About the School

The Shotokan Karate Federation of Michigan held its first class at the Forum Health Spa and Coliseum in Westland, Michigan on October 23, 1983.  Initially offering instruction to only five students, the school has grown substantially over the years.  Originating from a training schedule that offered classes one hour per week, the school now holds no less than seven separate training sessions, each one aimed at providing a particular group of students with training that is most appropriate for their level.  The growth of the school as been remarkable, enrolling a lot of good people and gaining positive experiences along the way.

Getting Started

Sensei Tony ValvonaSensei Tony Valvona  had, for some time, been considering opening his own karate school, but it took the encouragement of a friend to get the idea moving.  His friend was an employee at the Forum Fitness Center, which made choosing the location an easy decision. One hour, once per week classes were advertised to Forum members.  While the initial group of five students may not seem very large, it was enough to keep the idea alive.

The school itself was something of a departure from traditional karate schools in ways that are still evident to this day.  As Sensei Valvona has frequently mentioned, the “old style” philosophy was to help the strong students get stronger, and to weed out those who were not up to the task.  But, he says, "It's the weaker students who actually need the help," and the school’s programs and classes reflect this different philosophy.Forum

Sensei awarded his first black belt to one of his original students -- a woman -- in 1991, and has awarded black belts to men, women and young adults in the ensuing years that meet his exacting standard.  Although tournaments have never been one of Sensei Valvona’s  main focuses, his students, particularly the younger students, routinely bring back medals and trophies from local and regional competitions, and some exceptional students have even competed at the national and international levels.

As classes grew over the years more sessions were added to meet the demand.  As the mix of students varies Sensei Valvona strives to group students by skill level to keep the advanced students challenged without confusing the newer students.  Today the traditional program has stabilized at training three days each week, allowing Sensei to focus on other, somewhat different challenges.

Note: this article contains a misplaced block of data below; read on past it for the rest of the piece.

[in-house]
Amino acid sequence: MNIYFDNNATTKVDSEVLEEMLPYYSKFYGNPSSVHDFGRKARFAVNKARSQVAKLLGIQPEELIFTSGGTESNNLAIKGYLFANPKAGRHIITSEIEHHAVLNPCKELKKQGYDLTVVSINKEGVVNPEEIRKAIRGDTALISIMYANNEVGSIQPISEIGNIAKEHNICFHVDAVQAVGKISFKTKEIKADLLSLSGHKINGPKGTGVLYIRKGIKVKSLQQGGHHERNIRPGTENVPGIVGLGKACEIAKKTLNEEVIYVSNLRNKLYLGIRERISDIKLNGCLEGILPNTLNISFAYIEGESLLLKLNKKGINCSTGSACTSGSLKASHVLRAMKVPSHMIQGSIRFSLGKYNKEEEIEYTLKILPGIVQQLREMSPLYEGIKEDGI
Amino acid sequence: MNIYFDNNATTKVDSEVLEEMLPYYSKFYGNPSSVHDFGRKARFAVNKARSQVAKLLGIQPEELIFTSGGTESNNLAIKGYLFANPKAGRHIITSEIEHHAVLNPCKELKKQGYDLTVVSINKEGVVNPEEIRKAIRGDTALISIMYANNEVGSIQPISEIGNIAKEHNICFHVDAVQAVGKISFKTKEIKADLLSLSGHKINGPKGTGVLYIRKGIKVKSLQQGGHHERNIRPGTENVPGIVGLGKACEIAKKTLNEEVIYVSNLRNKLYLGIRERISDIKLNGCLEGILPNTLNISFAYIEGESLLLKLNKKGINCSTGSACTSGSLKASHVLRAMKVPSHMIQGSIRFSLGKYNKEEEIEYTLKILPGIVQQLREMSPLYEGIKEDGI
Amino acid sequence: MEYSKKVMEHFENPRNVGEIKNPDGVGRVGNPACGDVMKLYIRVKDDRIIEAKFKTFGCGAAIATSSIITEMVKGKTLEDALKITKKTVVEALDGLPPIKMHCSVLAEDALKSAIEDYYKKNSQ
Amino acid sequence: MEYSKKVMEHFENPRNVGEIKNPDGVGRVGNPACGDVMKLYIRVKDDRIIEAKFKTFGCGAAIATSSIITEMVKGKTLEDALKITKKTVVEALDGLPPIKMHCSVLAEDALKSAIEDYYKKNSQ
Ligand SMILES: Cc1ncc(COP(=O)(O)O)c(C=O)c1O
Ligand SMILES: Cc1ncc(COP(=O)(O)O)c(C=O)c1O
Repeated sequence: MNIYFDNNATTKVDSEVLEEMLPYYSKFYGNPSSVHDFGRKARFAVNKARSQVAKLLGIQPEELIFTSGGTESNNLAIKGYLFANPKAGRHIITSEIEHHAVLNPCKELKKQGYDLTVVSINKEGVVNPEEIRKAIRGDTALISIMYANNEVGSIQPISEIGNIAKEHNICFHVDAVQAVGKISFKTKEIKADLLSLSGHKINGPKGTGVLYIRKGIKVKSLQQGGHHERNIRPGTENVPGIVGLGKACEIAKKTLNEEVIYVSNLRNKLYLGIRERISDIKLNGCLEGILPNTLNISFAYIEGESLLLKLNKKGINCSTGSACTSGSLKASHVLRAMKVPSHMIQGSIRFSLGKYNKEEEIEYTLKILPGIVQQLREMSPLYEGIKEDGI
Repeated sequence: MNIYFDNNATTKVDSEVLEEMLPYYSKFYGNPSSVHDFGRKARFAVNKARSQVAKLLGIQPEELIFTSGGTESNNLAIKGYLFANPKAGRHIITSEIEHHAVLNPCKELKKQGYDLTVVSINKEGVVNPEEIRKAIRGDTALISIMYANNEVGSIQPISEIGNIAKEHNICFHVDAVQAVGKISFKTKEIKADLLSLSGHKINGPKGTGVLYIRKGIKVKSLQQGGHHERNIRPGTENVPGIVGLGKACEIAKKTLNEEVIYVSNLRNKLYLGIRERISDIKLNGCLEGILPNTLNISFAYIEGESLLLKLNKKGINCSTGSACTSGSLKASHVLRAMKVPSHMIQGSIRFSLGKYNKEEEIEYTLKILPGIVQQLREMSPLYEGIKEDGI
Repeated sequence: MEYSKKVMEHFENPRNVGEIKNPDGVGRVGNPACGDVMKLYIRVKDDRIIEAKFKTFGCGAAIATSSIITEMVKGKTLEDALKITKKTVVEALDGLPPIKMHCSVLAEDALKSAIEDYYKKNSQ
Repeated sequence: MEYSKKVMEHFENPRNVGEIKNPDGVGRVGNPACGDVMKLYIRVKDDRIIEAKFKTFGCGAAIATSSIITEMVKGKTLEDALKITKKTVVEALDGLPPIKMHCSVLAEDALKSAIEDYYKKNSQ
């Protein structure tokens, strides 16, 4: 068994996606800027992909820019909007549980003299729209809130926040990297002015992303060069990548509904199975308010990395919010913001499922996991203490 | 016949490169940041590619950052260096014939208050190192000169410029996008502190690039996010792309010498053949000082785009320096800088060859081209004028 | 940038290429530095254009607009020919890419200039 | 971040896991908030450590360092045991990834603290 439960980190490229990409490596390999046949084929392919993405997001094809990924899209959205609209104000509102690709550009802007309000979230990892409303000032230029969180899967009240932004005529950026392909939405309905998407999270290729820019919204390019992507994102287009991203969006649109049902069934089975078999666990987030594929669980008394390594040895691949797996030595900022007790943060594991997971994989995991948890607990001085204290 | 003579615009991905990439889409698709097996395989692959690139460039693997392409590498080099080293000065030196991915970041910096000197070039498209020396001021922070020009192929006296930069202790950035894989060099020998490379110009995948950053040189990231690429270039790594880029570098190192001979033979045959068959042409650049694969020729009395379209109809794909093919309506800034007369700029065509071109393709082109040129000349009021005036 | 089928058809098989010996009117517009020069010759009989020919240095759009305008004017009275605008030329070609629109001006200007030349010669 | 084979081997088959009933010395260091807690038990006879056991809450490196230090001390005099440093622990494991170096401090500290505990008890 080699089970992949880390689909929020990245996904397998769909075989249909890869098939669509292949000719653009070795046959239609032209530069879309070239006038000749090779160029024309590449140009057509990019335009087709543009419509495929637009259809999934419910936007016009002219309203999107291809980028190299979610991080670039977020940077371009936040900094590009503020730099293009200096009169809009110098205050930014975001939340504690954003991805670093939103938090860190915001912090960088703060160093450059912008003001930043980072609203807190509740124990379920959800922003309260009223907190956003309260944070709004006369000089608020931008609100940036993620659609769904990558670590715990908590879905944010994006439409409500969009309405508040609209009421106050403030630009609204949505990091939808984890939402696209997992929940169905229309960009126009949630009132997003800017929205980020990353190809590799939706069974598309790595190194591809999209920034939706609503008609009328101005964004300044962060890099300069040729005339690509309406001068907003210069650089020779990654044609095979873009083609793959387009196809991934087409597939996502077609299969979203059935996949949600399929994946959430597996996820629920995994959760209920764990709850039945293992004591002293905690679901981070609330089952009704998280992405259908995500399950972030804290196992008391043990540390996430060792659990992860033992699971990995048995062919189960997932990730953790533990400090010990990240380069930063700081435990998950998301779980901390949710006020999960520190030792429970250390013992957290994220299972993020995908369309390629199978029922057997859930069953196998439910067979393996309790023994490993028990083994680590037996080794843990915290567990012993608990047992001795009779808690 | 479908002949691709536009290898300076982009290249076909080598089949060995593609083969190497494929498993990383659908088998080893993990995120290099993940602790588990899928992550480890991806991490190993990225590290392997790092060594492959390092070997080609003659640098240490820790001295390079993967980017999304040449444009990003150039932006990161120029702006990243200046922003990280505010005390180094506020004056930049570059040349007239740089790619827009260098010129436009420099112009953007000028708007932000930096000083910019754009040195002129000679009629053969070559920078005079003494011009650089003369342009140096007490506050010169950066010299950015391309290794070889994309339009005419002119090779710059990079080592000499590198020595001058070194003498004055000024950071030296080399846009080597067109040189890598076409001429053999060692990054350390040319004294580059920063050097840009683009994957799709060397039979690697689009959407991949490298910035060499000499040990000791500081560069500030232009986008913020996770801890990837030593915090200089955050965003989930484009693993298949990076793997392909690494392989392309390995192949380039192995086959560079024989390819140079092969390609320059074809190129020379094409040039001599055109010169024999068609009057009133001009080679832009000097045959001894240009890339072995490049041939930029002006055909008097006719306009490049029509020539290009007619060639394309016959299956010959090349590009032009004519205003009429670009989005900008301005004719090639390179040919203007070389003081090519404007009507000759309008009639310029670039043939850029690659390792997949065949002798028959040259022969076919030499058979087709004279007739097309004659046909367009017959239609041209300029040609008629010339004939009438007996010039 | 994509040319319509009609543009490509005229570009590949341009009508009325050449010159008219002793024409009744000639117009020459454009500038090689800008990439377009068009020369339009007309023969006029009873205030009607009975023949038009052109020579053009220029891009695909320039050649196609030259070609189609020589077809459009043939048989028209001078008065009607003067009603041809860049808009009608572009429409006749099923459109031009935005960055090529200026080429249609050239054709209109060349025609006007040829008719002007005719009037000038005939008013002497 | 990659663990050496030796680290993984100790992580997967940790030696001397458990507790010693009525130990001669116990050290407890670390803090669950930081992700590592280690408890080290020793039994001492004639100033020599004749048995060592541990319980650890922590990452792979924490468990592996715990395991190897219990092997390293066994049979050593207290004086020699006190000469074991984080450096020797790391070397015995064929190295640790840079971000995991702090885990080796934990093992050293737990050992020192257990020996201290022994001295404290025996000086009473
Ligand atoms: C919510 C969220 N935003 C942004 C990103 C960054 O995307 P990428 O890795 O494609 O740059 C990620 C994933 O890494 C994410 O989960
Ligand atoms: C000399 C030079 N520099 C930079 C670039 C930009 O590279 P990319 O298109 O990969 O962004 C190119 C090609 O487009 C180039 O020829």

Evolution and Expansion

In accordance with the philosophy to help the weak(er) students, the next obvious step was to help children.  To reach out to this group of students satellite programs aimed entirely at children were opened in the nearby Livonia Public Schools, Wayne-Westland Public Schools and at the City of Westland Parks and Recreation’s Melvin G. Bailey Recreation Center.  The programs’ goals were to build the Bailey Recreation Centerchildren’s self confidence, teach them how to avoid fighting, and give them the skills to protect themselves from bullies, should the need arise. The programs were eventually centered at the Bailey Center, but still included the training at the public schools. Currently the programs are centered at the Warren Road Light and Life Church in Westland.  The resulting program, however, would end up being one of Sensei Valvona’s greatest but most rewarding challenges.

Training began in the obvious way; hour long sessions once per week to teach the children traditional karate skills.  This approach attracted some students, but not as many as had been expected, and retention was something of aRobert Nawrocki problem.  Some research quickly revealed why: Young(er) students simply cannot handle the rigors and discipline incorporated in the traditional classes like older children and adults.  Armed with that knowledge, Sensei set about creating a program that would be educational to children but was structured in such a way that they would enjoy their experience.  His research eventually led him to look outside the realm of Shotokan Karate where he discovered the Lil' Dragon program; a training program aimed at young children which embodied the goals and ideas that he believed to be most important.  For older children, Sensei combined the Lil' Dragon philosophy with the traditional Shotokan skills to produce the Dragon program, an intermediate program unique to the Shotokan Karate Federation of Michigan.  He explained his vision to one of his traditional students, Robert Nawrocki, who turned Sensei's vision into a reality. He developed the programs and the transitions so that there is a smooth movement from one program to the next.

A Rewarding Experience

The success of the Lil' Dragon and Dragon programs has led to remarkable growth among the school's youngest members.  It has also benefited the traditional program because many of the students who graduate from the Dragons continue on in the traditional program, bringing new energy and enthusiasm to the adults and higher ranked students.

Beginning with only five students and a vision, the programs of the Shotokan Karate Federation of Michigan have grown to hold a combined roster of well over fifty active students at any given time.  Under Sensei Valvona’s guidance, the school has expanded beyond the traditional boundaries of Shotokan Karate, incorporating the best of modern martial arts thinking into the well established Shotokan framework.